"Discrimination is real. The 192 settlement claims submitted by these defendants, requesting millions of dollars, were not," said United States Attorney Jonathan D. Ross. "Today's sentences send the message that the United States is committed to prosecuting those who steal from programs designed to provide justice for victims of discrimination, and the Court takes seriously crimes such as these. We will continue to seek prison time for fraudsters who re-victimize those the government sought to make whole."

Special Agent-in-Charge Dax Roberson from the United States Department of Agriculture, Office of Inspector General (USDA-OIG), said, "I want to thank the United States Attorney's office, USDA-OIG Special Agents, and our investigative partners for their hard work on this investigation. When fraud is committed to deprive proper recipients of USDA funds, OIG will pursue justice to the fullest extent of the law."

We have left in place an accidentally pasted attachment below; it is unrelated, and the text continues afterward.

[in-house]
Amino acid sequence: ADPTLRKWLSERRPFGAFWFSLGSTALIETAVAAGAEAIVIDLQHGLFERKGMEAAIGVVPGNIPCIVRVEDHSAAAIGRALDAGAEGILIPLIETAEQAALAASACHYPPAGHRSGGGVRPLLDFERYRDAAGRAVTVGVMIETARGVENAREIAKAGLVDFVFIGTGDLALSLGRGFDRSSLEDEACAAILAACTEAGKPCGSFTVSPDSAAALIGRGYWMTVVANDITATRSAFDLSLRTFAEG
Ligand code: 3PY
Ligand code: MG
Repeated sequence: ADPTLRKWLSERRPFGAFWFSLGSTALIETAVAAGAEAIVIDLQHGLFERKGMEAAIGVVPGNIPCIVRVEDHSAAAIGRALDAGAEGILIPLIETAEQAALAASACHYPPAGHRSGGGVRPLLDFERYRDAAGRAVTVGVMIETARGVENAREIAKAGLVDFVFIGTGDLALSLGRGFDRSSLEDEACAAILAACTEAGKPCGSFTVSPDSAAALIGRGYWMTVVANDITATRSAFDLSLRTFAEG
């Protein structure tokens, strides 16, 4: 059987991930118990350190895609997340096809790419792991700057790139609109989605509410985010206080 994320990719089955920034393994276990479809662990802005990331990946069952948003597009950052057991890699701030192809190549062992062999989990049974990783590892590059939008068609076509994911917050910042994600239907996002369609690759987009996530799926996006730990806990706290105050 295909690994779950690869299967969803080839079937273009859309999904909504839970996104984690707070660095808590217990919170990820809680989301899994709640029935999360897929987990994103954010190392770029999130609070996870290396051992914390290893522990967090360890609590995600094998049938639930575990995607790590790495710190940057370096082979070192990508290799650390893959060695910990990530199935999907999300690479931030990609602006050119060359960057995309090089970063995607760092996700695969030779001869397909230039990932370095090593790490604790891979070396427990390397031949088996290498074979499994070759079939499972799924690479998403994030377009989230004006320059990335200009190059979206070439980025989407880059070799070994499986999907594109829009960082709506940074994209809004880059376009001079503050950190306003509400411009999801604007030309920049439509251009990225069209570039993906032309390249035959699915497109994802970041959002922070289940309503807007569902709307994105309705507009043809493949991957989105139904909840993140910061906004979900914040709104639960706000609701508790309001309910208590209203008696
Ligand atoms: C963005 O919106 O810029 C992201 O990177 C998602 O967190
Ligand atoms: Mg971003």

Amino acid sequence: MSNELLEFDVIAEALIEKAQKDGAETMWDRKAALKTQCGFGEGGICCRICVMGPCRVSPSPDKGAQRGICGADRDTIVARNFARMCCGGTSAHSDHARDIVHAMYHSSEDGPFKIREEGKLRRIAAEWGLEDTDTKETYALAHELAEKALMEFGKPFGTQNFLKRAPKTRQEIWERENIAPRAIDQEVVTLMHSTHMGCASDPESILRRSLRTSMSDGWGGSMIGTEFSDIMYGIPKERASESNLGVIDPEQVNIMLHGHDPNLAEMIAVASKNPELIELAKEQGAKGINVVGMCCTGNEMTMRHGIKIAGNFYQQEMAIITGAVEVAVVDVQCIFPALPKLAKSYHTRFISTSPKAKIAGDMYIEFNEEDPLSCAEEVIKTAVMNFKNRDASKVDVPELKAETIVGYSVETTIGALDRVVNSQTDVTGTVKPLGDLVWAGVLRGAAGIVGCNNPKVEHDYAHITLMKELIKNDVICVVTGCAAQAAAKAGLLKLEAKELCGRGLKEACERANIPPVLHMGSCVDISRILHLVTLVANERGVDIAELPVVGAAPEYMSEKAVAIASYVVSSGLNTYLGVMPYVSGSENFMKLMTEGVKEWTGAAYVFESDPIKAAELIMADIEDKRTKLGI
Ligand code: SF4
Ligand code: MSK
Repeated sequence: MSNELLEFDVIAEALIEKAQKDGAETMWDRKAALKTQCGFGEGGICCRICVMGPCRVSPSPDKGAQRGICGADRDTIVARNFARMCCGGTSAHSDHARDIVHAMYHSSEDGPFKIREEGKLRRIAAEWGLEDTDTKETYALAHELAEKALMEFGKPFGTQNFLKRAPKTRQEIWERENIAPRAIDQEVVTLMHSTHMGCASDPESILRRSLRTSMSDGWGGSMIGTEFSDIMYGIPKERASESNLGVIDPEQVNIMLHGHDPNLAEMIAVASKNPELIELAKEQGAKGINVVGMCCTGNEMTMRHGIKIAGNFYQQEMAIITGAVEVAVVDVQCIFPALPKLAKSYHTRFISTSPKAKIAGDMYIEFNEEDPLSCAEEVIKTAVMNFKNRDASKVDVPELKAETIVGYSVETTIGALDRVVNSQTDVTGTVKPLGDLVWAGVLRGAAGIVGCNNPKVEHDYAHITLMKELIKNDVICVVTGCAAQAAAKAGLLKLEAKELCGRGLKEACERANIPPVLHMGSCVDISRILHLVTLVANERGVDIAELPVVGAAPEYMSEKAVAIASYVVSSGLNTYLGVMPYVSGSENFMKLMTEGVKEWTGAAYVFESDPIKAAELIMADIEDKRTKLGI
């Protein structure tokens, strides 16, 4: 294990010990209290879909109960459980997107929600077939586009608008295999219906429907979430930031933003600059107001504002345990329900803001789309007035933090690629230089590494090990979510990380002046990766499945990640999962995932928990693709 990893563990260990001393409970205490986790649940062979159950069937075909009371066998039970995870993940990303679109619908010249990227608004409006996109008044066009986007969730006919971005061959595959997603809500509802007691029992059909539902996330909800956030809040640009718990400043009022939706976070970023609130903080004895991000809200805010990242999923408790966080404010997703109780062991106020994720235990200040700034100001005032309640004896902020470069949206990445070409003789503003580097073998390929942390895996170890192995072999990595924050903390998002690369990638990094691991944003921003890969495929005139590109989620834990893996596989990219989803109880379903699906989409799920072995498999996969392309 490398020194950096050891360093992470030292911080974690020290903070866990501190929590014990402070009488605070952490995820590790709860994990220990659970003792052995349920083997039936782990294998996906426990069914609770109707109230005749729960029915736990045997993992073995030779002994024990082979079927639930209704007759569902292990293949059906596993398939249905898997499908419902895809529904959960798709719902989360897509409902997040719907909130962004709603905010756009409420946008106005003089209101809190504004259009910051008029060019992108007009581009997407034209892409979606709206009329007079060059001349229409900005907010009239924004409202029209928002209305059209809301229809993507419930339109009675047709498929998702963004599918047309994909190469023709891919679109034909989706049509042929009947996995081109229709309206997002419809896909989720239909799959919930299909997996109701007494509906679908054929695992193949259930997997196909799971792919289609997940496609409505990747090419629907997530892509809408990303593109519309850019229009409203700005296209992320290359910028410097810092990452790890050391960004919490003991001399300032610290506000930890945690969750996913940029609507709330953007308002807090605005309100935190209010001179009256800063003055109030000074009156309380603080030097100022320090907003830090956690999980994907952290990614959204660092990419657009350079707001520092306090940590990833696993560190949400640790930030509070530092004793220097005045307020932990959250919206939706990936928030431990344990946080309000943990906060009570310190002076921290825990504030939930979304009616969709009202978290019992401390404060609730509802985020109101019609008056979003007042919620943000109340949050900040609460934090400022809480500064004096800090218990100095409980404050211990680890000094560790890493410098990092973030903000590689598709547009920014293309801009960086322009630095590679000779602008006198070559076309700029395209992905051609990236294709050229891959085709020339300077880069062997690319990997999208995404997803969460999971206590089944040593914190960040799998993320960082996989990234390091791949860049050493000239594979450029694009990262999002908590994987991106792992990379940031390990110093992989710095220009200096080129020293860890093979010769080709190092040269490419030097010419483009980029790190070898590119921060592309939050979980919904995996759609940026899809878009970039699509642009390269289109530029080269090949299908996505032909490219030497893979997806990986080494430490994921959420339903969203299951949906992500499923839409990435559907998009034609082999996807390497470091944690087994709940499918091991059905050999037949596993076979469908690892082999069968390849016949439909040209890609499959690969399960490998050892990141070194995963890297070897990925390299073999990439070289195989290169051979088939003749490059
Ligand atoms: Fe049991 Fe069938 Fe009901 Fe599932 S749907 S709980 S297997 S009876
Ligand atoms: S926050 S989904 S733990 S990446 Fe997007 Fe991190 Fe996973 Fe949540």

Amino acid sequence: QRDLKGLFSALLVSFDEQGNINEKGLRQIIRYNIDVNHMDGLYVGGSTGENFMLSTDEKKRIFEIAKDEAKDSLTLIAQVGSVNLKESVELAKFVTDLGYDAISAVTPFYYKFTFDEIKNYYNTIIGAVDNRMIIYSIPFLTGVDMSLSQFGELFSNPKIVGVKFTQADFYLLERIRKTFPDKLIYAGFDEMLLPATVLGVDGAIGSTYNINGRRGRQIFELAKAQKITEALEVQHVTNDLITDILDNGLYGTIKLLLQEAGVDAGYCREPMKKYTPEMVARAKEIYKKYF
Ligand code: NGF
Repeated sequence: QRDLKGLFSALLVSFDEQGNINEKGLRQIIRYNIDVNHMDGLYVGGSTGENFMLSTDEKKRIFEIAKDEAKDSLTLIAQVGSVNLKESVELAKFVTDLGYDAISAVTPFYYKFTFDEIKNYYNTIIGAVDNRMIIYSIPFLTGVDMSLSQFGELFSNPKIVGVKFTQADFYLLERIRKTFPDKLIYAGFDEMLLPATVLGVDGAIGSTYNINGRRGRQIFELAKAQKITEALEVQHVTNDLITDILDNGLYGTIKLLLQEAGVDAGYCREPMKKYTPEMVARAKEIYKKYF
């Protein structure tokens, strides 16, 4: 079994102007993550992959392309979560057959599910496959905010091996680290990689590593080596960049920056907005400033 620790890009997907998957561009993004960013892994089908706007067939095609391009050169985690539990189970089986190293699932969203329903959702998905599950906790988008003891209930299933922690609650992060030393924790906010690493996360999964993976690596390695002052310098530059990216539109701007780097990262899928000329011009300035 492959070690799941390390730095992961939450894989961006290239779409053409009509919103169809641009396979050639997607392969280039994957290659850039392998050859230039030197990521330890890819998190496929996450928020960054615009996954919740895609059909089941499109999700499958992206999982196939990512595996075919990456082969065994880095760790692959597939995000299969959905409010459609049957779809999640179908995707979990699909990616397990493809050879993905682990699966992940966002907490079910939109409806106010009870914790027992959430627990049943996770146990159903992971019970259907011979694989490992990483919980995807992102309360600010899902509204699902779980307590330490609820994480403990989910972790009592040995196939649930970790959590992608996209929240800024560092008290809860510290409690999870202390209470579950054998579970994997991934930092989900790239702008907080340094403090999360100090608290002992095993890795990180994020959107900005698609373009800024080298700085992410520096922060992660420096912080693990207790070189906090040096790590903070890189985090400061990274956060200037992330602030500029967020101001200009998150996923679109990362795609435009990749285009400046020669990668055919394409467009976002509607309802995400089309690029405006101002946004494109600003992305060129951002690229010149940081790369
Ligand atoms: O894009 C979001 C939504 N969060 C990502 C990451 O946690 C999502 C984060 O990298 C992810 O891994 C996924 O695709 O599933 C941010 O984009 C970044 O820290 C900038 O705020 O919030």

In addition to their sentences of imprisonment, each defendant was sentenced to two years of supervised release following imprisonment, and the defendants were ordered to pay more than $9,000,000 in restitution.

The investigation is being conducted by IRS-CI and USDA-OIG with assistance from the United States Marshals Service and the United States Postal Inspection Service. The case is being prosecuted by Assistant United States Attorneys Cameron McCree, Bart Dickinson, and Amanda Fields.